One of the most frequent questions students ask about sociology is, What can I do with a sociology degree? The answer is that the career potential of sociology majors is almost limitless. Sociologists are employed by research institutes, the criminal justice system, public health and welfare organizations, private businesses, law firms, international agencies, medical centers, educational institutions, advertising firms, survey and polling organizations, and beyond. Students with a bachelor s degree in sociology often secure employment as social researchers, case workers, paralegals, public relations workers, administrators, community organizers, public policy researchers, and data analysts. Sociology also provides great preparation for going on to law school, medical school, business school, and for graduate degree programs in social work, education, public policy, religious ministry, mass communications, public health, non-profit administration, and international affairs.
The days when young people learned specific technical skills for one lifetime career are long gone. Today s economy and labor market demand employees who are creative, versatile, and adaptable. The best employers are looking for people who are broadly educated in the kind of critical, analytical, organizational, and communication skills that will enable them to master new tasks and solve new problems many times over throughout their careers. Sociology is exactly the kind of major in which to learn those skills. Sociology offers its students a broad education in critical thinking, analytical problem solving, reasoned judgement, and effective communication. It helps to form its students into a well-rounded person, equipped with valuable intellectual and communication skills and abilities with which to pursue a host of possible vocational callings and careers, and a thoughtful, purposeful life. The issue is not only what you can do with it, but what it does to you. This is the great career advantage of a broad liberal arts college education over a mere technical or professional education at the undergraduate level.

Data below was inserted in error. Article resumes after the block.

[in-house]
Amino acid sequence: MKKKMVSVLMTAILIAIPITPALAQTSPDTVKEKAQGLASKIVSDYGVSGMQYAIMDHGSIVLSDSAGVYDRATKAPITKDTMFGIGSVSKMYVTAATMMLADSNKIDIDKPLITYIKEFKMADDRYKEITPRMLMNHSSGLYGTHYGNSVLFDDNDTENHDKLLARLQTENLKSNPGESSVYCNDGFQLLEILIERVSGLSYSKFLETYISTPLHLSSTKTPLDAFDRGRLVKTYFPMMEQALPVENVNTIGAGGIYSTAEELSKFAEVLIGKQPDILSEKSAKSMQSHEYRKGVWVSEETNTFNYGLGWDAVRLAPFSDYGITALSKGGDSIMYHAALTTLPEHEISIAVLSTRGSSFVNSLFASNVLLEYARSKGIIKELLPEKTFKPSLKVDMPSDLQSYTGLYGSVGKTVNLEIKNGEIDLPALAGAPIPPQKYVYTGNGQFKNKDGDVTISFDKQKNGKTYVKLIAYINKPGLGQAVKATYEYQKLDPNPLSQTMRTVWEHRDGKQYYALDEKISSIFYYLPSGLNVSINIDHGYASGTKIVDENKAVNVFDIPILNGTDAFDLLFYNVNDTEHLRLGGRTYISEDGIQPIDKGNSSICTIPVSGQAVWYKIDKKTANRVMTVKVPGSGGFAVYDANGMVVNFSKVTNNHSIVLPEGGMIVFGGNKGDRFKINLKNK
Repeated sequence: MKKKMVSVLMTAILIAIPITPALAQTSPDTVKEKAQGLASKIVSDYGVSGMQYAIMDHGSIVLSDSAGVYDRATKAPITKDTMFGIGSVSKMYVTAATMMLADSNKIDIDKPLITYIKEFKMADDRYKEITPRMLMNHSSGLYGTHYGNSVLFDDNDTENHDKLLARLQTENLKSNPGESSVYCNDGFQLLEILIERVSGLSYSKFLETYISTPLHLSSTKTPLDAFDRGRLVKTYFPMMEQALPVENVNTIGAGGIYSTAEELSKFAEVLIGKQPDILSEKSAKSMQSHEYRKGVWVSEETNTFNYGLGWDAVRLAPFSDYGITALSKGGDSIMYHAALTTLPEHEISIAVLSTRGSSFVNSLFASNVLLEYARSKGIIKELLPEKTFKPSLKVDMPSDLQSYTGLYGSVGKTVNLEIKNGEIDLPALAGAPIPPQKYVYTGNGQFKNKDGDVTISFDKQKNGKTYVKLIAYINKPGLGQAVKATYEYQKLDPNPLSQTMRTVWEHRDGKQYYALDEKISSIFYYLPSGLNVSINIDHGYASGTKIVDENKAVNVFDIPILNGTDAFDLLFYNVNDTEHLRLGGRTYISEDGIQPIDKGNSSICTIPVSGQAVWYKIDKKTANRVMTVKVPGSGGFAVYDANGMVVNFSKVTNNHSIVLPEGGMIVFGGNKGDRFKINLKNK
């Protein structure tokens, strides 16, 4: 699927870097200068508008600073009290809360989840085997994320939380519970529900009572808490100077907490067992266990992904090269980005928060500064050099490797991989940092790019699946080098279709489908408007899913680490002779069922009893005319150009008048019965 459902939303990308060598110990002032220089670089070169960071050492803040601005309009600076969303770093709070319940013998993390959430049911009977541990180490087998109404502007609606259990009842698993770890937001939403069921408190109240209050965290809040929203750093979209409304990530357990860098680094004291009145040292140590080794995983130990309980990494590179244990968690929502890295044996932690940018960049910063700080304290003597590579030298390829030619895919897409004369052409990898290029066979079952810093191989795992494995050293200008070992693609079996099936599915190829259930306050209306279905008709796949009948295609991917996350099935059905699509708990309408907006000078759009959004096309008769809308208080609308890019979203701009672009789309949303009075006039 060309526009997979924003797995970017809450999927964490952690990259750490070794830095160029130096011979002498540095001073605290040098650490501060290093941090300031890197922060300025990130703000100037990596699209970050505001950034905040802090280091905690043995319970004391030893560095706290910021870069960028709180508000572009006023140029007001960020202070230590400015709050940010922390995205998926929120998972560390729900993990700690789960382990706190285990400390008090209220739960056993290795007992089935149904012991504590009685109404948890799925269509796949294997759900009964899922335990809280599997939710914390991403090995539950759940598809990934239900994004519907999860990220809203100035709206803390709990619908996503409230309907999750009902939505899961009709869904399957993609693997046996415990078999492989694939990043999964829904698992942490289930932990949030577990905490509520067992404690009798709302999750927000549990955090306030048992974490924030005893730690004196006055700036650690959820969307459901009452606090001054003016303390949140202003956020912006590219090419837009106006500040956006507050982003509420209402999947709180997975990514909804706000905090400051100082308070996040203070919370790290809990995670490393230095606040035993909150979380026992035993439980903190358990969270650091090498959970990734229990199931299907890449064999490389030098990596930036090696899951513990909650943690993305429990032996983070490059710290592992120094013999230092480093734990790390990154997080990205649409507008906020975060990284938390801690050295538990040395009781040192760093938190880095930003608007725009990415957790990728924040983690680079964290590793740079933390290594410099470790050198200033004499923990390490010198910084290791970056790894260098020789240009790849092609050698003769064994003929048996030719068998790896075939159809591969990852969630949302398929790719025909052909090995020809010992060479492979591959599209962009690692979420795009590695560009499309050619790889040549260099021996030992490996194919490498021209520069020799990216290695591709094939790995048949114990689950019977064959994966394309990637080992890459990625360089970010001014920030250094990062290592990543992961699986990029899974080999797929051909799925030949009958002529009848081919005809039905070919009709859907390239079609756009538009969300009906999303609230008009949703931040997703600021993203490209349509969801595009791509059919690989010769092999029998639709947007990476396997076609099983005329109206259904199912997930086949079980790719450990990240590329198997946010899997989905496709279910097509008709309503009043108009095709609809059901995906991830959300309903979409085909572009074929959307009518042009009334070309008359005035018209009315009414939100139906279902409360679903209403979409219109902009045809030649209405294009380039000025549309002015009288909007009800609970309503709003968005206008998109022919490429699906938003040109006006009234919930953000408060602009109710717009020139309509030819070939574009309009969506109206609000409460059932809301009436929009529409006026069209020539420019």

Many people share a misconception that graduate professional schools require that applicants have majored in a particular subjects such as politics for law school, or economics for business school. In fact, professional schools value and admit students from a wide variety of backgrounds. Many of our recent sociology graduates have gone on to law, medical, and business schools. The critical social awareness and research and analytical skills gained through a sociology major also provide a solid foundation for students planning careers in architecture, urban planning, public health, or education. Of course the sociology major prepares interested undergraduates for graduate studies in sociology, should they choose to continue in the field to become researchers or teachers in either high schools, two-year colleges, four-year colleges, or research universities. Students interested in receiving general advising about graduate school in the sciences, humanities, social sciences and some professional arenas may use the Pre-Graduate Education Advising Program. More information can be found at Pre-Graduate Advising
Besides discussing their interests and goals with an advisor within the Department of Sociology, students are also encouraged to seek career information and advice from the University Career Services, 211 Hanes Hall; 962-6507.
Courses for Career Paths
The UNC Department of Sociology does not offer formal minors or concentrations in specific fields (although it is home to the UNC-CH minor in Social and Economic Justice). However, the Department does offer the following classes especially relevant to these career areas:
• Business and Industry: SOCI 131, 251, 252, 410, 415, 427
• International Affairs and Development: SOCI 380, 420, 439, 450, 453
• Education: SOCI 380, 412, 423
• Law: SOCI 122, 123, 133, 273, 420, 424, 442
• Public Policy: SOCI 133, 251, 252, 273, 412, 414, 415, 420, 422, 424, 429, 431, 468
• Community Service, Organizing, and Advocacy: SOCI 133, 273, 411, 412, 427, 429, 468
• Medicine and Public Health: SOCI 251, 252, 422, 431, 468, 469